If you complete this step successfully, you will experience a shift in awareness, shift in your feelings, and changes in attention/focus that was taken up by your denial. You will know that the process has worked because you will actually feel lighter, more peaceful and open. Sometimes you can also feel a bit high. It makes a new kind of participation in life possible.

XXX Practical example:

Scenario: I’m dreading going to visit my childhood best friend. I notice my sense of uneasiness about going there and my resistance to make a move and go there. My uneasiness is connected with his lifestyle.

STEP 1- FACE IT – I am horrified to see once again how my friend’s wife runs his life and how he seems to be happy about it. He’s got a super safe, dead end job and he is surely betraying himself. I am sure he’d be much more happy walking on the wild side of life once in a while. It makes me sick and it drives me nuts to be around him.

STEP 2- TALK TO IT – Start a dialogue with your friend about his lifestyle.
– “Why do you let your wife make all the decisions in your life?”
– “I don’t- I simply respect her perspective”.
– “What about your job- are you satisfied with it? It’s a dead end job to me!”
– “Hey- it’s a good, honest job- I really enjoy it.”
– ” Why don’t you form your own company and do something more advantageous?”
– “I prefer what I’ve got. It’s more secure and takes less work. What’s wrong with that?”

STEP 3 – BE IT – Become your friend and speak for him as if you were him. This is an exercise in empathy – go and see his life through his perspective.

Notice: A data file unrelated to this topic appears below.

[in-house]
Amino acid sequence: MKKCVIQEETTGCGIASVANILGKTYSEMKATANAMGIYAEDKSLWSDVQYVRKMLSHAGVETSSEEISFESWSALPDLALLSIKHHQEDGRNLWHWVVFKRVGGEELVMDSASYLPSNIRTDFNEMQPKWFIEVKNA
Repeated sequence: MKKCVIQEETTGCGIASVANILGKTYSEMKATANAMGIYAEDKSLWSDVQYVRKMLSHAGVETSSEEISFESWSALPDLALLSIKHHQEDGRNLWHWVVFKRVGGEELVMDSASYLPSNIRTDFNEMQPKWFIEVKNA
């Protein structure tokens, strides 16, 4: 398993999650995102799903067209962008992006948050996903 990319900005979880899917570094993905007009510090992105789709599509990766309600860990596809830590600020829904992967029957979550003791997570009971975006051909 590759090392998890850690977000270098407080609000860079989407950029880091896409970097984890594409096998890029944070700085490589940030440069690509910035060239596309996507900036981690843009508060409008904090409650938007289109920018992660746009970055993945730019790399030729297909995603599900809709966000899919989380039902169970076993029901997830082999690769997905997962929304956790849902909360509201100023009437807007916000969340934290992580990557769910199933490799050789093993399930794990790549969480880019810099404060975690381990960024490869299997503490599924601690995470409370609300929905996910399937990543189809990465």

-” I really want safety and security and a smooth, predictable life”.
– “My wife gives me a chance to have more time for myself. We understand each other very well and she knows what I want so she can decide well for both of us”
-” My job is not very challenging but that’s ok- I’m not very stressed and I have a life, don’t need to work late hours, I don’t have to compete in a hostile environment or speed to join the rat race”.

RE-OWNING YOUR SHADOW – Suddenly you might realise that you must have ignored and forgotten about your own needs for safety and security so much that your friend’s lifestyle triggered your disowned needs inside you.  Your friend, just like you, has needs for both thrills and safety/security, unpredictability and comfort. You could possibly feel more free inside after acknowledging both aspects of life- the wild side of life and the quiet side of life and a possibility to make choices re lifestyles. You could also possibly become aware of when you lost touch with your desire for safety/security in life – when your parents took charge for everything and when you had no good reason to create safety/stability for yourself.

INTEGRATIN THE SHADOW – In real life, when visiting your friend, you could stay with him for a day or so but then go to sleep in a hotel and go out in the evening to get a bit of a wild night life. In this way you could give yourself an experience of both aspects of life.

When visiting your friend you could think of your situational lack of opportunity to be independent in life and appreciate the comfort given to you by your parents. Being aware of your own circumstances might let you relax more while spending time with your friend. The feelings of dread and uneasiness would then be no longer valid when you are going to be planning to visit him at his place.

Source: Ken Wilber, Terry Patten, Adam Leonard, Marco Morelli, “Integral Life Practice – a 21st Century Blueprint for Physical Health, Emotional Balance, Mental Clarity, and Spiritual Awakening, 2008, based on pages 50-53